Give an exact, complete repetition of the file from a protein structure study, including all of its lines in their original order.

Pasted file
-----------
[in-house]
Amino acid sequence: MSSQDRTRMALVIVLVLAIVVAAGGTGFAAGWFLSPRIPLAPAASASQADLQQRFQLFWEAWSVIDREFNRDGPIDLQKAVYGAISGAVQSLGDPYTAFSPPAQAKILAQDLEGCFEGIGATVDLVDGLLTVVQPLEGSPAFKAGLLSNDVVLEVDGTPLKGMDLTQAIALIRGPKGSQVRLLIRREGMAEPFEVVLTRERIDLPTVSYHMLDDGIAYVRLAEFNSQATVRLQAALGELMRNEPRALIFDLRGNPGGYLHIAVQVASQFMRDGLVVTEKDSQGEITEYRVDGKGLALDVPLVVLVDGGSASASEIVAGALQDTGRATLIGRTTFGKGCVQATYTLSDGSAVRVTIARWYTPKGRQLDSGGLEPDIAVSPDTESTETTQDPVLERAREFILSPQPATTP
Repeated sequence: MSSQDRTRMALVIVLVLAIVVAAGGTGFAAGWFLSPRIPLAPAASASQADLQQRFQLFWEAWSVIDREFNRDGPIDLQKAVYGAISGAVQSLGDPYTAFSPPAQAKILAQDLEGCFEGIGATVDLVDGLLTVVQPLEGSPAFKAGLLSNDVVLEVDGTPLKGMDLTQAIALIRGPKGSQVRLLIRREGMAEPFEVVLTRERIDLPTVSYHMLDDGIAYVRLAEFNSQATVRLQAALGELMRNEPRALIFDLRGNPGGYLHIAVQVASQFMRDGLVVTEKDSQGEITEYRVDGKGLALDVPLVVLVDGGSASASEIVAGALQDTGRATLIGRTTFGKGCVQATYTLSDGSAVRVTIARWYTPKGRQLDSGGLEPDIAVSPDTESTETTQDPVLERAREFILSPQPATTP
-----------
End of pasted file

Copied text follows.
[in-house]
Amino acid sequence: MSSQDRTRMALVIVLVLAIVVAAGGTGFAAGWFLSPRIPLAPAASASQADLQQRFQLFWEAWSVIDREFNRDGPIDLQKAVYGAISGAVQSLGDPYTAFSPPAQAKILAQDLEGCFEGIGATVDLVDGLLTVVQPLEGSPAFKAGLLSNDVVLEVDGTPLKGMDLTQAIALIRGPKGSQVRLLIRREGMAEPFEVVLTRERIDLPTVSYHMLDDGIAYVRLAEFNSQATVRLQAALGELMRNEPRALIFDLRGNPGGYLHIAVQVASQFMRDGLVVTEKDSQGEITEYRVDGKGLALDVPLVVLVDGGSASASEIVAGALQDTGRATLIGRTTFGKGCVQATYTLSDGSAVRVTIARWYTPKGRQLDSGGLEPDIAVSPDTESTETTQDPVLERAREFILSPQPATTP
Repeated sequence: MSSQDRTRMALVIVLVLAIVVAAGGTGFAAGWFLSPRIPLAPAASASQADLQQRFQLFWEAWSVIDREFNRDGPIDLQKAVYGAISGAVQSLGDPYTAFSPPAQAKILAQDLEGCFEGIGATVDLVDGLLTVVQPLEGSPAFKAGLLSNDVVLEVDGTPLKGMDLTQAIALIRGPKGSQVRLLIRREGMAEPFEVVLTRERIDLPTVSYHMLDDGIAYVRLAEFNSQATVRLQAALGELMRNEPRALIFDLRGNPGGYLHIAVQVASQFMRDGLVVTEKDSQGEITEYRVDGKGLALDVPLVVLVDGGSASASEIVAGALQDTGRATLIGRTTFGKGCVQATYTLSDGSAVRVTIARWYTPKGRQLDSGGLEPDIAVSPDTESTETTQDPVLERAREFILSPQPATTP